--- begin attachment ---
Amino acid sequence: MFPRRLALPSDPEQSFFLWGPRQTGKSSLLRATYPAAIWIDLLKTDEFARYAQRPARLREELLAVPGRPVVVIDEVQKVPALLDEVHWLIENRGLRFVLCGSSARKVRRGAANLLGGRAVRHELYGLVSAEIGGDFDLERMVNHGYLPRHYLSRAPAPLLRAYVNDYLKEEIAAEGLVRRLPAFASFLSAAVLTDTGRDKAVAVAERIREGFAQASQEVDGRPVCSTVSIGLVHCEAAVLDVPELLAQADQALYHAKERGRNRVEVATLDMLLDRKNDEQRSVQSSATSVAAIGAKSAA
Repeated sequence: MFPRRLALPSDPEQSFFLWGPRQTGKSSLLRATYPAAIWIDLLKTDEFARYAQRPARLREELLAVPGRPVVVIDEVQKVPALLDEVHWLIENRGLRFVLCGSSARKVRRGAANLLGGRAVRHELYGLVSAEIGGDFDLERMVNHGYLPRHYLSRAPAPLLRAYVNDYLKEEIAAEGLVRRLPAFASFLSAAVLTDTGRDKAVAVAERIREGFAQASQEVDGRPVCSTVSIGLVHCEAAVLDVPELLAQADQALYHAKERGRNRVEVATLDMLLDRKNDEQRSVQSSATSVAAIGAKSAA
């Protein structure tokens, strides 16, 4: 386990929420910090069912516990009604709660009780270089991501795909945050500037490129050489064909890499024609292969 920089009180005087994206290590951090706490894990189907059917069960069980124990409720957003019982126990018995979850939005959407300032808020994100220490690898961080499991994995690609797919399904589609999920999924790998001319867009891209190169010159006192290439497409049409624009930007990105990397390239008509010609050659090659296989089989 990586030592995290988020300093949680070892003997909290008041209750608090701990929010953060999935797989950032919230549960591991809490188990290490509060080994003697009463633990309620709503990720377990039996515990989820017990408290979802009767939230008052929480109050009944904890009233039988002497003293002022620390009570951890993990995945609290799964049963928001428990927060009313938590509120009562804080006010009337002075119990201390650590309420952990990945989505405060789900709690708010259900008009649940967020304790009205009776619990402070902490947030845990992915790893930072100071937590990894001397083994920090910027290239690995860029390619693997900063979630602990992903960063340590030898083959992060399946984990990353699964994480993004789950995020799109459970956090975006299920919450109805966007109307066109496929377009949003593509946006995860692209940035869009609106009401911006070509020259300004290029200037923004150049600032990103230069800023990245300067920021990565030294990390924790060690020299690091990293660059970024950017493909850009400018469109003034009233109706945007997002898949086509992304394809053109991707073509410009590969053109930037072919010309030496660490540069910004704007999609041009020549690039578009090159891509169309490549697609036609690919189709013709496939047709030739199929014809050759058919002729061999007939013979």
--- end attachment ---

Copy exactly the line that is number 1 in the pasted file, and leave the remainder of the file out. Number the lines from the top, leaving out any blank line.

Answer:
Amino acid sequence: MFPRRLALPSDPEQSFFLWGPRQTGKSSLLRATYPAAIWIDLLKTDEFARYAQRPARLREELLAVPGRPVVVIDEVQKVPALLDEVHWLIENRGLRFVLCGSSARKVRRGAANLLGGRAVRHELYGLVSAEIGGDFDLERMVNHGYLPRHYLSRAPAPLLRAYVNDYLKEEIAAEGLVRRLPAFASFLSAAVLTDTGRDKAVAVAERIREGFAQASQEVDGRPVCSTVSIGLVHCEAAVLDVPELLAQADQALYHAKERGRNRVEVATLDMLLDRKNDEQRSVQSSATSVAAIGAKSAA